Print Friendly, PDF & Email

Central Bank Digital Currency

GS Paper 3

Syllabus: Awareness in the fields of IT, Space, Computers


Source: The Hindu

Context: RBI is in the process of implementing the CBDC in a phased manner for wholesale and retail segments.


  • For social benefits and other targeted payments in a country
  • CBDCs could be used for faster cross-border remittance payments.
  • Inclusive development: universal access attributes of a CBDC could also include an offline payment functionality, thus helping bridge the digital divide.
  • Instant lending to micro, small, and medium enterprises (MSMEs)in India can be possible with the help of CBDC.

Need for CBDC:

  • An official digital currency would reduce the cost of currency management while enabling real-time payments without any inter-bank settlement.
  • Need to reduce cost: India has a high currency-to-GDP ratio. It adds to the cost of printing, transporting and storing paper currency.

 About CBDC:

A Central Bank Digital Currency (CBDC), or national digital currency, is simply the digital form of a country’s fiat currency.

  • Instead of printing paper currency or minting coins, the central bank issues electronic tokens. This token value is backed by the full faith and credit of the government.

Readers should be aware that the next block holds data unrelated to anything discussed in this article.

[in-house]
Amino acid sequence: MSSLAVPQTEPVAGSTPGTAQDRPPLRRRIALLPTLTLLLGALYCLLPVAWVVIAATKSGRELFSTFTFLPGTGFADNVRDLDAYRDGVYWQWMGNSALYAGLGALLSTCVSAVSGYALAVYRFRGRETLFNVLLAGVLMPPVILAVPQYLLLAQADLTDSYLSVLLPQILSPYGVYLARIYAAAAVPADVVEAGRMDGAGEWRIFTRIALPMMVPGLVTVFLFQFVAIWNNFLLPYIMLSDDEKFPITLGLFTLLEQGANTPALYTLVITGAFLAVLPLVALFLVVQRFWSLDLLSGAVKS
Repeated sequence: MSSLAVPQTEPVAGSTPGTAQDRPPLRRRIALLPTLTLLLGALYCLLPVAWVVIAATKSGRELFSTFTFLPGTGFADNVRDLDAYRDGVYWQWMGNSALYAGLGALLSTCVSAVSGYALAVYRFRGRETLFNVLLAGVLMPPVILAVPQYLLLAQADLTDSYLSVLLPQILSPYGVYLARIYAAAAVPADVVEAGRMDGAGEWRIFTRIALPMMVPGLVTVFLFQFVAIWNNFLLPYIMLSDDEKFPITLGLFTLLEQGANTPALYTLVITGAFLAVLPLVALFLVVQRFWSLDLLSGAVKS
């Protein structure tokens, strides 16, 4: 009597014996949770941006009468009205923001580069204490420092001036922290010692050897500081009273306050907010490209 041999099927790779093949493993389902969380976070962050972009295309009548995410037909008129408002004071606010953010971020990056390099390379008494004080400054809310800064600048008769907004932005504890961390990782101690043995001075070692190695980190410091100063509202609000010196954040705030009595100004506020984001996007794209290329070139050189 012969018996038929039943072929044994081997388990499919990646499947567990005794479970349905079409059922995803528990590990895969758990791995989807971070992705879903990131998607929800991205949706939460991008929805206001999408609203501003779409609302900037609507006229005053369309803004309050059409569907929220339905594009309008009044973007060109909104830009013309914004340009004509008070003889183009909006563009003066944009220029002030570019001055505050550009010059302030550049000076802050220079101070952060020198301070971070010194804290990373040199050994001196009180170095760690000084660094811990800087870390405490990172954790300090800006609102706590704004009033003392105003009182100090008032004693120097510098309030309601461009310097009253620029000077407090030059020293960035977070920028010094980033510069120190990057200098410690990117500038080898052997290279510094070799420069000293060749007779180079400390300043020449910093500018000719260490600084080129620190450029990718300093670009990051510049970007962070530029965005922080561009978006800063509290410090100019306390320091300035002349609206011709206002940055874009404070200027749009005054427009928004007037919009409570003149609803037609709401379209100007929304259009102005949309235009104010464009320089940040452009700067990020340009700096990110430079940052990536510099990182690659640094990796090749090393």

• CBDC is not comparable with private virtual currencies or cryptocurrencies. It will be a sovereign-backed digital currency.

Recent steps towards CBDC:

  • The introduction of CBDC was announced in the Union Budget 2022-23.
  • Government amended section of the RBI Act, 1934 through the Finance Bill 2022.
  • India’s official digital currency is likely to debut by early 2023

Challenges in rolling out National Digital Currency:

  1. Potential cybersecurity threat.
  2. Lack of digital literacy of the population.
  3. Issue with regulation, tracking investment and purchase, taxing individuals, etc.
  4. Threat to Privacy: The digital currency must collect certain basic information about an individual so that the person can prove that he’s the holder of that digital currency.

On Cryptocurrency:

SC Garg Committee recommendations (2019):

  1. Ban anybody who mines, holds, transacts or deals with cryptocurrencies in any form.
  2. It recommends a jail term of one to 10 years for exchange or trading in digital currency.
  3. It proposed a monetary penalty of up to three times the loss caused to the exchequer or gains made by the cryptocurrency user whichever is higher.
  4. However, the panel said that the government should keep an open mind on the potential issuance of cryptocurrencies by the Reserve Bank of India.


What Government should do to regulate Cryptocurrency:

  • Enact consumer protection measures like payment guarantee, and dispute resolution. For this, Cryptocurrency based businesses can be tested in the regulatory sandboxes e.g. RBI’s regulatory sandbox for Banks
  • Regulation of digital currency exchanges and administrators.
    • 2020: the EU Commission has officially released the Proposal for a Regulation on Markets in Crypto-assets (“MiCA”).